Discovering West Africa - a vacation in Ghana


In the end of October we packed our suitcases and headed to West Africa for two weeks. Our destination was Ghana. Why Ghana (we've got those question quite a lot)?

  •  I had never been to Africa before and several travel articles I read mentioned that Ghana is "Africa for beginners".
  • Ghana is one of the most developed countries in West Africa.
  • Public transport network is good.
  • According to the blog posts and articles I read the people in Ghana are very friendly.
  • Ghana has rain forests, savannas and sandy beaches. 
  • End of October and November are considered good time to go there - it's the end of rainy season. 
  • English is official language. 
Did all turn out to be true? Yes, in that regard Ghana was as expected, but there were also many things we didn't expect. For example I was ready to see lot of beggars, but this was not a case at all. I also didn't expect the cities to look as they do. Cities in Ghana look just like overgrown villages with lots of people, small shops that look like shacks and loads of trash. 

Elmina

Small shop and a woman carrying her goods for sale
Another surprising this was that people carry everything on top of their head - crops from the farms, things bought from the market, even firewood. Here are some examples:




We were not sure about how we would like the local food. There were some things we didn't like - for example fufu. It's pounded yam that is shaped like a ball and it has very weird consistency. But there were also things that we really liked - grilled plantain, red red (rice and beans), grilled tilapia and other seafood, cocoyam leaves sauce and the fresh fruits. During our visit it was papaya and pineapple season and the pineapples were the best I've ever had. The variety in local food isn't very high. Main vegetables that you can find in the menus are tomatoes, onions, bell peppers, chilies, cocoyam leaves, corn, yam and different beans. The typical breakfast is omelette with toast - we had it almost every morning as the only breakfast choice. There were only couple of places where we stayed that had other options as well for breakfast. At breakfast the typical drinks are tea and instant coffee. You can get "normal" coffee in very few places. 

Cashew plant

Fruit sellers on the road
So how did we organize our trip? From the blog posts and articles I read it became clear that road are good only between the bigger cities and that you can waste a lot of time when using public transport to get to the more remote areas. Therefore we contacted a local company that organizes eco tours - Jolinaiko. We filled in the form on their website telling them what we are interested in and received an offer. They were very flexible in taking into account our wishes and also adding some recommendations from their side. We booked a private guide/driver to take us to the Northern part of the country for 8 days. In the end we were really pleased with our guide. We wouldn't have seen half as much as we did if we had gone on our own, plus he was also explaining to us lots of things we saw. The rest of the days we planned to stay in the South using public transport - this worked out very nicely as well.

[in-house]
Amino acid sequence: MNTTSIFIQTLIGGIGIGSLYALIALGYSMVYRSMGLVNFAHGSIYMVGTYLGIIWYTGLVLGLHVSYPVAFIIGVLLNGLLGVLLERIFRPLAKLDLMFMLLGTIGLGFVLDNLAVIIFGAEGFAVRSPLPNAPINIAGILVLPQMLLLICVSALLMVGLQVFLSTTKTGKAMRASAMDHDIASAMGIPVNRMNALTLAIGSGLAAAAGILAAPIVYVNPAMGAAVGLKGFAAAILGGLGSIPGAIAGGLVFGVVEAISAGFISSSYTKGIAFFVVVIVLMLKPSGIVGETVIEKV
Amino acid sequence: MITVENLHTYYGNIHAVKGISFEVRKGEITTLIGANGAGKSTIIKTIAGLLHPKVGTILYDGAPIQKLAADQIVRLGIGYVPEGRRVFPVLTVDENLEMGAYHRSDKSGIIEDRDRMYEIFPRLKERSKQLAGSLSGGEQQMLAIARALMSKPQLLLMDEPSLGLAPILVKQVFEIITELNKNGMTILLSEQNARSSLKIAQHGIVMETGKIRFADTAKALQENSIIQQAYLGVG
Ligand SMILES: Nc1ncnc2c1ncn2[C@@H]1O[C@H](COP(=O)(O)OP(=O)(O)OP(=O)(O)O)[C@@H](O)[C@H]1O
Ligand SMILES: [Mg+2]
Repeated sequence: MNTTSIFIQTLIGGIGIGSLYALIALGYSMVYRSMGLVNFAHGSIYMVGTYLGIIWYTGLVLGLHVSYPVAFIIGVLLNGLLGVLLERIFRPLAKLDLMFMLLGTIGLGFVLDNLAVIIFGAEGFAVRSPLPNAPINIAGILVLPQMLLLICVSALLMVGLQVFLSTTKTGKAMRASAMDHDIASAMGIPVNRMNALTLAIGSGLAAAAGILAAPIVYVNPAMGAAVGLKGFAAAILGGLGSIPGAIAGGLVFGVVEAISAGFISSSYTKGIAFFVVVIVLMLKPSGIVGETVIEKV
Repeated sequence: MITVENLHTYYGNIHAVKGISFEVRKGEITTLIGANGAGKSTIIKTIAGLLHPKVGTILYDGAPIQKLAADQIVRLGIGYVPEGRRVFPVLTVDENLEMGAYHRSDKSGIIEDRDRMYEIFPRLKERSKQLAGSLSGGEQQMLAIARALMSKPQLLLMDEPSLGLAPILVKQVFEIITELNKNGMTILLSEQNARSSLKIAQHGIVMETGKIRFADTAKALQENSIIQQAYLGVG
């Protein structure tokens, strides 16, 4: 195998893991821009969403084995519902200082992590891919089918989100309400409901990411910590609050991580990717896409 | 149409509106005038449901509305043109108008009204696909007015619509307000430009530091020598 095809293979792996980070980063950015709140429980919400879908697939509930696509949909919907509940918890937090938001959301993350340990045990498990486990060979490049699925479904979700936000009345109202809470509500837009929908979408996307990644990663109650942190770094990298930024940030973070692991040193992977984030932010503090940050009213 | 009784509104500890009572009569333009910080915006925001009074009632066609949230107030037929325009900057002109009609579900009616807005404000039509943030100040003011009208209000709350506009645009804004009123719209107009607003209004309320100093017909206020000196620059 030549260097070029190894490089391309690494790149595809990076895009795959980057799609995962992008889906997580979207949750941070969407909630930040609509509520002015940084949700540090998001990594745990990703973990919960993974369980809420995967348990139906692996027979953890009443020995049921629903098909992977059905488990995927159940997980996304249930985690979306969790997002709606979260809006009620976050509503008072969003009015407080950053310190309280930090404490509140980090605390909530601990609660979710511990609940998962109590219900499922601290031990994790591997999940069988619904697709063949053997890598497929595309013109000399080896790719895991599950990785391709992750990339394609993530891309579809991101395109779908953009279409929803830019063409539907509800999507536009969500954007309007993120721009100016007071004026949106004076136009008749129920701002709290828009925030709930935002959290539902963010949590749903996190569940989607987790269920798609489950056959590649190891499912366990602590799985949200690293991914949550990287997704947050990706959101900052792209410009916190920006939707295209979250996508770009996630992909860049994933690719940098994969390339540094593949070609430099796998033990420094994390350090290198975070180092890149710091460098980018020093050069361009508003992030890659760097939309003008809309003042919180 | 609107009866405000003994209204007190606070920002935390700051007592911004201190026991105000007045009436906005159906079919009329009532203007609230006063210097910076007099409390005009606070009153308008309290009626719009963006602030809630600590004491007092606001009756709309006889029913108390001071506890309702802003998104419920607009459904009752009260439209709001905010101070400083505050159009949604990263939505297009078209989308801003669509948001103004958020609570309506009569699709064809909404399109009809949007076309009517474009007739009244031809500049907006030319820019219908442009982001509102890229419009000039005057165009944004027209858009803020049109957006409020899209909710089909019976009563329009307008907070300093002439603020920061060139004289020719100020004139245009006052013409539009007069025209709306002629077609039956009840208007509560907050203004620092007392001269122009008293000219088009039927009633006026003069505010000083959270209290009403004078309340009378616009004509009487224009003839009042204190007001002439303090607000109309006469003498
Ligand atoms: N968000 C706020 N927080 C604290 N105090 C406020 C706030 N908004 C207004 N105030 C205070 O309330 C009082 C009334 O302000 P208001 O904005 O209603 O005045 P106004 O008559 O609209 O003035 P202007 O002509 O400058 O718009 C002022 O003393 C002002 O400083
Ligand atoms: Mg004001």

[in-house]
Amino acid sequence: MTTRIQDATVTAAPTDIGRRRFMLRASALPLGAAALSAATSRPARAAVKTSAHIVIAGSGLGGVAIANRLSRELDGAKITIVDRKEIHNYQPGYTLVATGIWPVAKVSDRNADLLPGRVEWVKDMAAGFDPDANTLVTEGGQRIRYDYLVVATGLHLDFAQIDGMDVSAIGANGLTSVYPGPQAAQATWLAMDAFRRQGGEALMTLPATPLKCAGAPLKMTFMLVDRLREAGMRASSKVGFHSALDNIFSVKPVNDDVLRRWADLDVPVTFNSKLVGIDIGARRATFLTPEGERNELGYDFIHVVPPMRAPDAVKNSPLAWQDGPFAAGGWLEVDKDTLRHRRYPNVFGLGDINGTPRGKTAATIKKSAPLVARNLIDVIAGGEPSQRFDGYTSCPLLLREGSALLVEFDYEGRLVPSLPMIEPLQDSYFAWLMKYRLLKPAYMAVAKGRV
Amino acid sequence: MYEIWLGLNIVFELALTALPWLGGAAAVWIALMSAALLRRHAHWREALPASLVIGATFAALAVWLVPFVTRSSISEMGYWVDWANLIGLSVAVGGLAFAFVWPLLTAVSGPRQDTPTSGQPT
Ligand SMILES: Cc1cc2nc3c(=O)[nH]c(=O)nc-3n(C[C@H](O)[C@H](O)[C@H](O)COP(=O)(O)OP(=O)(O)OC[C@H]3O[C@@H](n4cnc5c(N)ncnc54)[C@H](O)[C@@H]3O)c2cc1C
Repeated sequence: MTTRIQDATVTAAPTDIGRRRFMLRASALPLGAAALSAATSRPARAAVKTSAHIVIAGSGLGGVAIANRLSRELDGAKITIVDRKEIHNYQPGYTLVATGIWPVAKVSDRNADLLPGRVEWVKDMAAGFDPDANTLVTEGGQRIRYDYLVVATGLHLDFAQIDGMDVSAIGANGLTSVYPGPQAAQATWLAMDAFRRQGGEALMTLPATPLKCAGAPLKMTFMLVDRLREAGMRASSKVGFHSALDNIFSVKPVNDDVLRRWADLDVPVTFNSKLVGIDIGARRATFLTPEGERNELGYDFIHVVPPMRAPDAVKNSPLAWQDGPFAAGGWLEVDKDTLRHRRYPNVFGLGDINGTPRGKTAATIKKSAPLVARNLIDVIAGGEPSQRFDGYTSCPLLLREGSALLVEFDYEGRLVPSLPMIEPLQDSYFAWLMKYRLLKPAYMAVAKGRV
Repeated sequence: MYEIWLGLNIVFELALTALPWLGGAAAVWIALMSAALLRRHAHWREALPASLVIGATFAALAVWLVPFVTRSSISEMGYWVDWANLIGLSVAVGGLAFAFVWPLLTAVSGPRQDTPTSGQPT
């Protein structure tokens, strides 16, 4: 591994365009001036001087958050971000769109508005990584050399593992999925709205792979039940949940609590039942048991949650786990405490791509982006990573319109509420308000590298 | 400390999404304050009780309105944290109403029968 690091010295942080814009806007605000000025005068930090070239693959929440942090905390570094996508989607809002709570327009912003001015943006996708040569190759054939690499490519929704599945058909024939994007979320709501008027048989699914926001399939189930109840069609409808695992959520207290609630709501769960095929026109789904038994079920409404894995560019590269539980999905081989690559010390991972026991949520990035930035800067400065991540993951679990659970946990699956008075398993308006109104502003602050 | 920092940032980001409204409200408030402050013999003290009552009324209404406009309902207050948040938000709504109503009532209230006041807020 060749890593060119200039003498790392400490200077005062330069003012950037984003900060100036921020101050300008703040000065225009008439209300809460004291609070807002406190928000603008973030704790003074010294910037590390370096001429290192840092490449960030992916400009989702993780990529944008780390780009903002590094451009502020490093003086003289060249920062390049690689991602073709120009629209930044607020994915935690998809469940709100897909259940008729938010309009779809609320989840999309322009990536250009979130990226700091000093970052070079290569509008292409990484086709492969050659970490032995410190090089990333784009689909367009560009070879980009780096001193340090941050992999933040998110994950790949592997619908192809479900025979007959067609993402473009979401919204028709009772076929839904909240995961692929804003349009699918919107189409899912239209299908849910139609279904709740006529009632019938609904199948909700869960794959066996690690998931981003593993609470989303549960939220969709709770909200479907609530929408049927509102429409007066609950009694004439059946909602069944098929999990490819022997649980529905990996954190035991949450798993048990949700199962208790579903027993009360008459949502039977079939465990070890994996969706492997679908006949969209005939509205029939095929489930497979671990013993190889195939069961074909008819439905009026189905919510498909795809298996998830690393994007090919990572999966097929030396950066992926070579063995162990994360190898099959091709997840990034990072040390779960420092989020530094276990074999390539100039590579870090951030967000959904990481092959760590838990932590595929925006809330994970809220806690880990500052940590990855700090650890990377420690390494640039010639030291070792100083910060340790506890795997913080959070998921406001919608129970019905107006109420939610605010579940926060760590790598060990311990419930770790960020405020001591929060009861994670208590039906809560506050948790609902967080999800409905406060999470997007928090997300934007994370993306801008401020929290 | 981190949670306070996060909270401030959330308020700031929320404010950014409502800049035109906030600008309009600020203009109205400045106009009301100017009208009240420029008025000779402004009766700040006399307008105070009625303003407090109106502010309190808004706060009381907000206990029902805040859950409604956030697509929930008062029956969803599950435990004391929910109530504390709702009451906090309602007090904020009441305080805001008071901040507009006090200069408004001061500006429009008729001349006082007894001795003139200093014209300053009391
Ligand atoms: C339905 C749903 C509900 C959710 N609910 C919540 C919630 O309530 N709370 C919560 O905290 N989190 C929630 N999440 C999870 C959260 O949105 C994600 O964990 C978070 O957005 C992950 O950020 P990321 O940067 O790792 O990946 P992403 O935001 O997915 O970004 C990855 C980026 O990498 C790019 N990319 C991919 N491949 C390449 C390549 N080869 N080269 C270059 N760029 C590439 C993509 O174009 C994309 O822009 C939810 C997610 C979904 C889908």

To go to Ghana you need a visa. Jolinaiko provided us the invitation letter for the visa, we also got ourselves vaccinated against the yellow fever and then we sent all the paperwork and our passports to Ghana embassy in Bern. About a week later we received our passports back with the visas. 

When we arrived to Accra, the customs and passport checks went very fast, the most of the time we spent at the airport waiting for our luggage. It took about an hour waiting at the luggage belt before out suitcases arrived. 

What was our agenda?
Day 1. Accra
Day 2. Meeting with our tour guide and heading to Volta region. We visited 2 waterfalls - Wli and Tagbo.
Day 3. Driving to the North. Most of the day we spent in the car. 
Day 4. Tamale and arriving to Mole National Park. 
Day 5. Mole National Park.
Day 6. Wechiau Hippo sanctuary. 
Day 7. Boabeng Fiema monkey sanctuary
Day 8. Craft villages around Kumasi, Lake Bosomtwe
Day 9. Last day with our tour guide in Kumasi.
Day 10. Taking a bus from Kumasi to Cape Coast, visiting Elmina Castle.
Day 11. Taking public transport from Cape Coast to Busua Beach.
Day 12-14. Surfing camp at Busua Beach.
Day 15. Flying from Takoradi to Accra and from Accra back home. 

I'll write about all the places we visited more in the next posts. 


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